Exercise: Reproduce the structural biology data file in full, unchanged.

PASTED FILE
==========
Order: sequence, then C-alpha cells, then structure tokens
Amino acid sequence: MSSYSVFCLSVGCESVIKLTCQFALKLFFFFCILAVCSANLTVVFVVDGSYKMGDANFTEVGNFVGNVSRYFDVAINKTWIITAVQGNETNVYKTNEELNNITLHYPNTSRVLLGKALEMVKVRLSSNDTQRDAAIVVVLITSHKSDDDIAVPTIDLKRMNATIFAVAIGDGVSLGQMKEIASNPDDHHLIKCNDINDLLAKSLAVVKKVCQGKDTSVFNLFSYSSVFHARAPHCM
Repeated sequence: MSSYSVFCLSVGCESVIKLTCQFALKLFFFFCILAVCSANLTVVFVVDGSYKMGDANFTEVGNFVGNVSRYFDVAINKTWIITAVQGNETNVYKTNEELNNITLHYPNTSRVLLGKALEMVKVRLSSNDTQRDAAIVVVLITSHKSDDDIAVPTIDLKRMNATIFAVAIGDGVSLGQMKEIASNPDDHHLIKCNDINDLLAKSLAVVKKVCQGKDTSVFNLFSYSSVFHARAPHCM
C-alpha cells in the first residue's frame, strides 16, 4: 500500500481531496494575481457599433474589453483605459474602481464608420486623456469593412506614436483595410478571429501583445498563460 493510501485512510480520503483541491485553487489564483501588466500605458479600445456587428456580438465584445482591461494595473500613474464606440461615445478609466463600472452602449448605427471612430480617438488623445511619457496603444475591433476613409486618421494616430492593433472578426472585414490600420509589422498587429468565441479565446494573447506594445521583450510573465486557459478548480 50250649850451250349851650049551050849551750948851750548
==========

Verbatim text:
Order: sequence, then C-alpha cells, then structure tokens
Amino acid sequence: MSSYSVFCLSVGCESVIKLTCQFALKLFFFFCILAVCSANLTVVFVVDGSYKMGDANFTEVGNFVGNVSRYFDVAINKTWIITAVQGNETNVYKTNEELNNITLHYPNTSRVLLGKALEMVKVRLSSNDTQRDAAIVVVLITSHKSDDDIAVPTIDLKRMNATIFAVAIGDGVSLGQMKEIASNPDDHHLIKCNDINDLLAKSLAVVKKVCQGKDTSVFNLFSYSSVFHARAPHCM
Repeated sequence: MSSYSVFCLSVGCESVIKLTCQFALKLFFFFCILAVCSANLTVVFVVDGSYKMGDANFTEVGNFVGNVSRYFDVAINKTWIITAVQGNETNVYKTNEELNNITLHYPNTSRVLLGKALEMVKVRLSSNDTQRDAAIVVVLITSHKSDDDIAVPTIDLKRMNATIFAVAIGDGVSLGQMKEIASNPDDHHLIKCNDINDLLAKSLAVVKKVCQGKDTSVFNLFSYSSVFHARAPHCM
C-alpha cells in the first residue's frame, strides 16, 4: 500500500481531496494575481457599433474589453483605459474602481464608420486623456469593412506614436483595410478571429501583445498563460 493510501485512510480520503483541491485553487489564483501588466500605458479600445456587428456580438465584445482591461494595473500613474464606440461615445478609466463600472452602449448605427471612430480617438488623445511619457496603444475591433476613409486618421494616430492593433472578426472585414490600420509589422498587429468565441479565446494573447506594445521583450510573465486557459478548480 50250649850451250349851650049551050849551750948851750548